Might the Framers have done better, such that their initial solution would have been stickier? To Tribe and Matz’s great credit, To End a Presidency dodges the snare of parochialism, and recognizes the possibility of a better constitutional design (p.15) and in particular the virtue of comparative analysis (see, e.g., p.26). We think this is an important insight. The question of whether we could do better is very difficult to answer. But thinking carefully about how head-of-state malfeasance has been countered in other democratic constitutions may be one way of getting some sense of whether alternative approaches are even available. A comparative view might also afford some perspective on an alternative “construction” or “gloss” on the impeachment clauses that avoids the twin perils of “havoc” and “tyranny,” the Scylla and Charybdis of Tribe and Matz’s telling. Perhaps that won’t be of immediate help today. But maybe, just maybe, there will be a future in which it will be valuable.
We think there are three high-level points that emerge from even a brief dip into comparative perspectives on presidential removal.
First, Tribe and Matz plangently note that the task of writing a new democratic constitution is “mind-blowingly hard” (p.113). Each of us has been involved in multiple such efforts, and we agree. Even the task of avoiding catastrophic design errors is epistemically and politically demanding—and constitutional designers often fail in this regard. One of us has argued elsewhere that a rational constitutional designer might conclude that it is therefore not worth sweating the details of an executive removal device, such as impeachment. That is, Framers who would have left this question in the constitutional design template blank may not be as foolhardy as they might first seem.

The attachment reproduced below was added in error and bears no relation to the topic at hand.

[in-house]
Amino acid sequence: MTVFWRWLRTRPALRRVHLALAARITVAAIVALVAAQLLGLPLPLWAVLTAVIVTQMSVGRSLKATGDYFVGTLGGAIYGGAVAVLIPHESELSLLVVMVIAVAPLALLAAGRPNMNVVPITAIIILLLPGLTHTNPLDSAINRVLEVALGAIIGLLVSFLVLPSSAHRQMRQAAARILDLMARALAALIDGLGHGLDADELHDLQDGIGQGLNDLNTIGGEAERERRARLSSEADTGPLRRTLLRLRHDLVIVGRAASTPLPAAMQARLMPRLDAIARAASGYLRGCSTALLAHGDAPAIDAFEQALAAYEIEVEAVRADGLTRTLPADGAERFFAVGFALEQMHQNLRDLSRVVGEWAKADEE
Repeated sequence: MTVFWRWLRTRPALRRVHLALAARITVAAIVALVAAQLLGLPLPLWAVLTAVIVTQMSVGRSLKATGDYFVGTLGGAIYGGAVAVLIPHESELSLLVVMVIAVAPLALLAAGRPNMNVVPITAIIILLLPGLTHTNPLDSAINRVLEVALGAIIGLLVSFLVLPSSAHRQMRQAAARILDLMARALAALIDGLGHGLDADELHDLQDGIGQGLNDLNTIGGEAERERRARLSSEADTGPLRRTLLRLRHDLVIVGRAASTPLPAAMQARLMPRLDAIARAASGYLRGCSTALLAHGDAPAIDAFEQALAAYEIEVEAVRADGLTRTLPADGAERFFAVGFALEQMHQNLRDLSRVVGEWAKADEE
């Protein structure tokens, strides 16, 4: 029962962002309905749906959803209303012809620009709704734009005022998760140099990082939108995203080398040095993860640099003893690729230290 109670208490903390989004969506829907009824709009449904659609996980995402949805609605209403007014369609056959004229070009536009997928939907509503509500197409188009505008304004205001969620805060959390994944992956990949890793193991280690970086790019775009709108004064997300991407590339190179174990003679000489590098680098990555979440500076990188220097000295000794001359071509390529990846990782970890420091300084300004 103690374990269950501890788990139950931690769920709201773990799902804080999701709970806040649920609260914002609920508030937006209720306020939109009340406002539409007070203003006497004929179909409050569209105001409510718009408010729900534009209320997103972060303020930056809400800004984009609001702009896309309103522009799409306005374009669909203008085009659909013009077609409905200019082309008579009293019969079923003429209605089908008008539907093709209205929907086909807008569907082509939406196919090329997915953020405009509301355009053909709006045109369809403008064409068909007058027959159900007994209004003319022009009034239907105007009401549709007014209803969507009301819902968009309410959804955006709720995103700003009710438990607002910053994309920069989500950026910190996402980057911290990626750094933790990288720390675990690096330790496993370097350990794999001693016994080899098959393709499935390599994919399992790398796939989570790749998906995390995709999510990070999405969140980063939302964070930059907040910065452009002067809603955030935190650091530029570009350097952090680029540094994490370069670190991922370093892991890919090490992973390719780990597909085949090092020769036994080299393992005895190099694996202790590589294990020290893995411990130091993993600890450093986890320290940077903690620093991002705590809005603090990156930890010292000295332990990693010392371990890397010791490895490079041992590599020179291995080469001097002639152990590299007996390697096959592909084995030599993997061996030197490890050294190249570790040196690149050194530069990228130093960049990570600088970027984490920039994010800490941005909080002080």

Second, the problem of head-of-state removal is acute in presidential and semi-presidential systems. It does not arise in the same fashion in parliamentary systems that employ a vote-of-no-confidence measure to remove heads of government (cf. p.18). The difficulty of head-of-state removal, moreover, is not limited to the design of an impeachment-like mechanism. As one of us explored in prior work, a presidential or semi-presidential system must also grapple with the question of whether to impose term limits to mitigate the risk of partisan entrenchment. As recent experiences in Honduras, Niger, and Burundi vividly show, a polity must then struggle with the attendant problem of how to enforce such a constraint against a recalcitrant leader.
Given these plural risks, it is hardly surprising that constitutional designers have proved increasingly unwilling to adopt a presidential form of government. The following graphic plots the numbers of parliamentary, semi-presidential, and presidential systems over time to underscore this point:
Forms of Government: Parliamentary, Presidential, and Semi=Presidential
Source: authors’ calculations based on data from Jennifer Gandhi, Jose Cheibub and James Raymond Vreeland, Democracy and Dictatorship Revisited, Public Choice 143: 67-101 (2010).
As this figure shows, an increasingly common response to the problem of head-of-state criminality is to refuse to invest the head of state with substantial power. The rise of semi-presidentialism, in which there is a directly elected fixed-term president, along with a prime minister and a cabinet responsible to the legislature, is not inconsistent with this point since many of those presidents are fairly weak. Nevertheless, recent events in Italy are a reminder that even a limited presidential role in a parliamentary system can be consequential enough to spur what Tribe and Matz call “impeachment talk.”